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WILSON'S TALE OF THE BORDERS, AND OF SCOTLAND - HISTORICAL, TRADITIONARY, AND IMAGINATIVE.

ISBN13: 9781408631591
ISBN: 1408631598
Binding: Paperback
List Price: $8.95
Publisher: Leiserson Press
Published Date:
Pages: 292
Average Goodreads rating: 5.00/5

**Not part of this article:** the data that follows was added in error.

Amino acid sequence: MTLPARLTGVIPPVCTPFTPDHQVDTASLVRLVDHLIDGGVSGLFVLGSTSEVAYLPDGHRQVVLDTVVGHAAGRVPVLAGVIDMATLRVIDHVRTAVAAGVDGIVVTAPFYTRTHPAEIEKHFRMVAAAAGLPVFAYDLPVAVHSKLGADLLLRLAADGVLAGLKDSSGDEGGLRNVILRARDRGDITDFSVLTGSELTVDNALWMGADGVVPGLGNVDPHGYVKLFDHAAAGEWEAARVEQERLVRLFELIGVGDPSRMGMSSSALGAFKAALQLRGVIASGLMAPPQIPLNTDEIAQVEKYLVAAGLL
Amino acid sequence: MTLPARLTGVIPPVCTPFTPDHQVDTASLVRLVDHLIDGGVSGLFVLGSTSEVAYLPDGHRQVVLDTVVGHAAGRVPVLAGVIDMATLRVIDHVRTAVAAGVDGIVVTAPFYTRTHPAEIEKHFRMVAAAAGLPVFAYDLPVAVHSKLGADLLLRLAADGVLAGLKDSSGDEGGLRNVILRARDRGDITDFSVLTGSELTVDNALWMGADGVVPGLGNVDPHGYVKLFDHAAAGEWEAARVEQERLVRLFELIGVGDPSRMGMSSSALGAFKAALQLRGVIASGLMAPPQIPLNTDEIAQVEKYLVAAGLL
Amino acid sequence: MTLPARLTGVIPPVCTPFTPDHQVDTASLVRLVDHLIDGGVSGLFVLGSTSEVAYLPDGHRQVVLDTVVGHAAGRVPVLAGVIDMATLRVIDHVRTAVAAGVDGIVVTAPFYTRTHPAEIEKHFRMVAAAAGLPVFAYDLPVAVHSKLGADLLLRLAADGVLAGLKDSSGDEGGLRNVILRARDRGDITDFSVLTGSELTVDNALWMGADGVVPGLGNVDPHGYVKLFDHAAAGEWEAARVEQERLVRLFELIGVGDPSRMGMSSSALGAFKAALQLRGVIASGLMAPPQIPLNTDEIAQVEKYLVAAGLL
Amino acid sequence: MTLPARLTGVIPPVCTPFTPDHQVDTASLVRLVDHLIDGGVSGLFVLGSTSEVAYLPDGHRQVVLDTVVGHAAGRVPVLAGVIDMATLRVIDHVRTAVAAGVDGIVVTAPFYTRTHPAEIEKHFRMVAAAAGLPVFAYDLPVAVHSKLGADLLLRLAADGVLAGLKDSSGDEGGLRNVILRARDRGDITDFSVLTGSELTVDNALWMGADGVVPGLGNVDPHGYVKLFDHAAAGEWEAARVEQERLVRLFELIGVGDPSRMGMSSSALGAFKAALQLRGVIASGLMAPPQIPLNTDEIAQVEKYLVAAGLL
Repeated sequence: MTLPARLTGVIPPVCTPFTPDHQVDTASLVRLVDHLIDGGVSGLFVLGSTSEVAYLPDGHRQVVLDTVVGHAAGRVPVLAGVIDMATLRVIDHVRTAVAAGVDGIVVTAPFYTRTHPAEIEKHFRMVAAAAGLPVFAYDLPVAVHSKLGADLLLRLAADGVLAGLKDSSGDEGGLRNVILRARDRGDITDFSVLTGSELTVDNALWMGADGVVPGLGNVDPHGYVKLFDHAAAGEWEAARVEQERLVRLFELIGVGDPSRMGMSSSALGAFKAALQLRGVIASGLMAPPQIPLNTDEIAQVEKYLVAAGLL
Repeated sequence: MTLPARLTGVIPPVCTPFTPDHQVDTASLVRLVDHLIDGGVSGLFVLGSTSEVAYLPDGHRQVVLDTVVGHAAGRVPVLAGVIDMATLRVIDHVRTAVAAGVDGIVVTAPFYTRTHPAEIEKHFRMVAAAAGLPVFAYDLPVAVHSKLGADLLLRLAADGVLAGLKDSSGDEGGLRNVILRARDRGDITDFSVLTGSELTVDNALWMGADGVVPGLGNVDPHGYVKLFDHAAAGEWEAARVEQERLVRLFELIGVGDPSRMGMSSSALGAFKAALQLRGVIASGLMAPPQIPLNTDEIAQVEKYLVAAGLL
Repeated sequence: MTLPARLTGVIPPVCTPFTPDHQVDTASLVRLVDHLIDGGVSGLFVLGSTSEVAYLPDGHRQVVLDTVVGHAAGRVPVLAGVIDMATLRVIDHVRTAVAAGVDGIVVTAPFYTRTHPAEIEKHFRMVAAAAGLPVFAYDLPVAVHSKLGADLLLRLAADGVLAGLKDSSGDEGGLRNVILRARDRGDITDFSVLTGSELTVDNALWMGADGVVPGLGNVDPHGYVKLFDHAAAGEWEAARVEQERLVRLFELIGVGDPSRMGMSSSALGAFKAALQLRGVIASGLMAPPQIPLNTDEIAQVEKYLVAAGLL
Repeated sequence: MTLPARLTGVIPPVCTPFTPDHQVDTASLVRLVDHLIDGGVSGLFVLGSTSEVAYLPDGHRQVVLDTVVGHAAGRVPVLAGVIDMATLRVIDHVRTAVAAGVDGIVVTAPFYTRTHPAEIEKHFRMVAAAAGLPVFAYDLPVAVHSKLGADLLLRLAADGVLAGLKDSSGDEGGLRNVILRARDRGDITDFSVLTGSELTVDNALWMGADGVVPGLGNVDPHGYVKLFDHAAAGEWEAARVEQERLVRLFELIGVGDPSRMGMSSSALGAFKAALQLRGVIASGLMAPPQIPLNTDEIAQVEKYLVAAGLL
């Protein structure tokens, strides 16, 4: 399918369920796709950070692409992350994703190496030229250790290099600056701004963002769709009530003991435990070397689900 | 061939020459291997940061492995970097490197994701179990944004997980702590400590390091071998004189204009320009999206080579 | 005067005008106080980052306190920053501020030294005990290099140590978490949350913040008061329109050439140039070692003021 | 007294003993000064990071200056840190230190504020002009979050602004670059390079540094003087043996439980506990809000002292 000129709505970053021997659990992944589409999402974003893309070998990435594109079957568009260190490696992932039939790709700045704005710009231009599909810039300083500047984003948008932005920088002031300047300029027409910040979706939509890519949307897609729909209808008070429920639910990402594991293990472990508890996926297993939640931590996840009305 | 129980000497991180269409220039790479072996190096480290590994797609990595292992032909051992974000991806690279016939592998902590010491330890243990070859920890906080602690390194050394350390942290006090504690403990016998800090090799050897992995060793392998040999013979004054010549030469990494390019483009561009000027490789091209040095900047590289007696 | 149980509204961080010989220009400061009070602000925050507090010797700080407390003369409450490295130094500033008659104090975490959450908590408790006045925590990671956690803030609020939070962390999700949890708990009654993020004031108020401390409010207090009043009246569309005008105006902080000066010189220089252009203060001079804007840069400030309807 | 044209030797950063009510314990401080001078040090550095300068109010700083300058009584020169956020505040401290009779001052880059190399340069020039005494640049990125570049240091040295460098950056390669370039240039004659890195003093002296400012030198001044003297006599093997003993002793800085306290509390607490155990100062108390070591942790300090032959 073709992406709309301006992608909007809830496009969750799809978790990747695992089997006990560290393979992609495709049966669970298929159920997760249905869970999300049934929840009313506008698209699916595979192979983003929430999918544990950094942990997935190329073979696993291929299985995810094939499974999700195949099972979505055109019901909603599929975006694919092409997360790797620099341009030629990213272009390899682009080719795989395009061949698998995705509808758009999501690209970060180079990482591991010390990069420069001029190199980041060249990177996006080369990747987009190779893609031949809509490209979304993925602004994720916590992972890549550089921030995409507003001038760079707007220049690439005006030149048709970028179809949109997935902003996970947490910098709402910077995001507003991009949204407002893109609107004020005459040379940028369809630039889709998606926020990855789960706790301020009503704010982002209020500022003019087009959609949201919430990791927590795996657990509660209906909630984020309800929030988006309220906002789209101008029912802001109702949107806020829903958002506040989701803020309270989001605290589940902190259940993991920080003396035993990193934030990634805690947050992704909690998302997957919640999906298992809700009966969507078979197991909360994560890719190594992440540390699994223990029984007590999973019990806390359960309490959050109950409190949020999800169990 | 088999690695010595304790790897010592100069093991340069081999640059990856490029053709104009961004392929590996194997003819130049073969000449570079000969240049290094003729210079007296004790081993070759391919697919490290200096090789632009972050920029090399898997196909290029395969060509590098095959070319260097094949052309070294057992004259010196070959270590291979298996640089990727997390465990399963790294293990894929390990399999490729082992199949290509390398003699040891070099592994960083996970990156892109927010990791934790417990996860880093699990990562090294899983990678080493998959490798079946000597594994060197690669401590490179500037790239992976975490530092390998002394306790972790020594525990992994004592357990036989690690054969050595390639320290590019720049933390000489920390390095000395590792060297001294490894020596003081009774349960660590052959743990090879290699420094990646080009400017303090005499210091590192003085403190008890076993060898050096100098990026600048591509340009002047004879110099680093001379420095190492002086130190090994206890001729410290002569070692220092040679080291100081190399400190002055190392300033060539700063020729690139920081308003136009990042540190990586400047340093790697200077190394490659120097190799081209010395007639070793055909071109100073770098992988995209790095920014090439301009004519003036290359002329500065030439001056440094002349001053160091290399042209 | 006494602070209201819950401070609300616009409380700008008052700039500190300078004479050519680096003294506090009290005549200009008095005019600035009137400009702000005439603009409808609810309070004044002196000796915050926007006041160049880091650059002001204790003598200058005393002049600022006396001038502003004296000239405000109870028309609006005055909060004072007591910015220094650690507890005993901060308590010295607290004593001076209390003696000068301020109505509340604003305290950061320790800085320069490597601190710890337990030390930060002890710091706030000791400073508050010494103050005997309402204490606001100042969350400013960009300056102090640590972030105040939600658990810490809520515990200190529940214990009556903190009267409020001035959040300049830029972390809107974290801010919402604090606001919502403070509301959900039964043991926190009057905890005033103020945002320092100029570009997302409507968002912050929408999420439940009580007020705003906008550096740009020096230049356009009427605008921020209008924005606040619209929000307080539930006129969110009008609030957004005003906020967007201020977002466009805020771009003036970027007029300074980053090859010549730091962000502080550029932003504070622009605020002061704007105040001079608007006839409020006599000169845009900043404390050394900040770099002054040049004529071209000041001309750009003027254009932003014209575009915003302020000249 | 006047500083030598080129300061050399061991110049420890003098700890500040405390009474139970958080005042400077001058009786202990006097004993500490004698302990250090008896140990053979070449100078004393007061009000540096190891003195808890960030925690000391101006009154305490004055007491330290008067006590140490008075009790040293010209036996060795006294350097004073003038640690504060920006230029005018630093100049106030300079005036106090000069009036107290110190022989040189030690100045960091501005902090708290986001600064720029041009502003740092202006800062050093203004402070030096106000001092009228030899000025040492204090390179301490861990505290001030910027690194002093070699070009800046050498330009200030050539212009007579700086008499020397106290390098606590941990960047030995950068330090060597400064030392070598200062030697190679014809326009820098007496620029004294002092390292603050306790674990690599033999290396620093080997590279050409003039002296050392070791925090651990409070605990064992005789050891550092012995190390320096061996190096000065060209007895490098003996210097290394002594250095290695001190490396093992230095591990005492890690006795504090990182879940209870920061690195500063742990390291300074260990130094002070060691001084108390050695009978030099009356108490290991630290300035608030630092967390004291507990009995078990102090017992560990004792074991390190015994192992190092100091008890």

WILSONS TALES OF THE BORDERS, AND OF SCOTLAND. H I S T O R I C A L, TRADITIONARY, AND IAiAGIN ATIVE. - 1888 - CONTENTS . PAGE A WIFE OR THE WUDDY . ............... John Naekay Wilson 1 Loan DURIR A ND CHEISTLEWS ILL . ..... Alexander Loighton 33 RECOLLECTIO O N F S BURNS .. .......................... Hugh Mtllcr 65 THE PROFESSORTSA LE . S . ...... . P . I o fcsso T hornm Gil1qie-THE CONVIVIALI .. T .. S .. ........................................ 122 PHILIPSG REY .. ............................................. 144 DOXALDG ORM .. ................. . . .......... A ezanderC anzpbelt 155 THE SURGEONTS ALES .. ...................... Alerander Leighton THE CUREDI NGRAT . E .. ................ . . ................ 188 THE ADOPTEDS ON . ......................... J ohn Mmkay Wilson 220 TI EFO RTUNE O S F WILLIAMW IOIITON .. ........ J ohn Howell 247 MY BLACK COAT O R, THE BREAKIX O G P THE BRIDES C IN . A ... ................................ John Mockay ViVilsmt 2i6 WILSONS TALES OF THE BORDERS, ARD OF SCOTLAXD. THE WIFE OR TlIE TVUDDY. .. There was a criminal ill a cart Agoing to be hanged-Reprieve to him . as granted The crowd and cart did stalld. To sce if he would marry a wife, Or, otherw se, cl ooset o die Oh, why should I torment mJ-life The victim did reply The bargains bad in every part-But a wifes the worst- ri-e on the cat. IIONEST S ir John Falstaff tnlketli of minions of the moon and, truth to tell, two or three liundred years ago, nowhere was such an order of knighthood more prevalent than upon the Borders. Not only did the Scottish and Englisl Borderers make their forays across the Tweed and the ideal line, but rival chieftains, though of the same nation, considered themselves atliberty to make inroads upon the property of each other. The law of meum and tuum they were unable to comprehend. Theirs was the strong mans world, and with them a zjil w t as rzj. ht. But to proceed with our story. About the beginning of the seventeenth century, one of tlle boldest knights upon the Borders tvas WiIliam Scott, the young laird of Harden. His fa rouriter esidence was Oak-wood Tower, a place of great strength, situated on the banlrs of the Ettriclr. The motto of his family was Reparabit cornua Ph be, which being interpreted by his countrymen, in their vernacular idiom, ran thus-6 Well hae moonlight again. Now, the young laird was one who considered it his chief honour to give effect to both the spirit and the letter of his family motto. Permitting us again to refer to honest Balstaff, it implied that they were gentlemen of the night and he was not one who would loll upon his pillorv when his avocation called him to the foray. It was drawing towards midnight, in the month of Octo ber, when the leaves in the forest I ad become brown and yellow, and with a hard sound rustled upon each other, that young Scott called together his retainers, arid addressing them, said- Look ye, friends, is it not a crying sin znrl a national shame to see things going aglee as they are doing There seems hardly such a thing as manhood left upon the f Borders. A bit scratch with a pen upon parchment is becoming of more effect than a strolre with the sword. A bairn now stands as good a chance to hold and to have, as an armed man that has a hand to take and to defend. Such n state o things was only made for those who are ower lazy to ride by night, and ower cowardly to fight. Never shall it be saidthat I, TiVilliam Scott of Harden, was one who either submitted or conformed to it. Give me the good, old, manly law, that they shall keep who can, and wi my honest sword will I maintain my right against every enemy...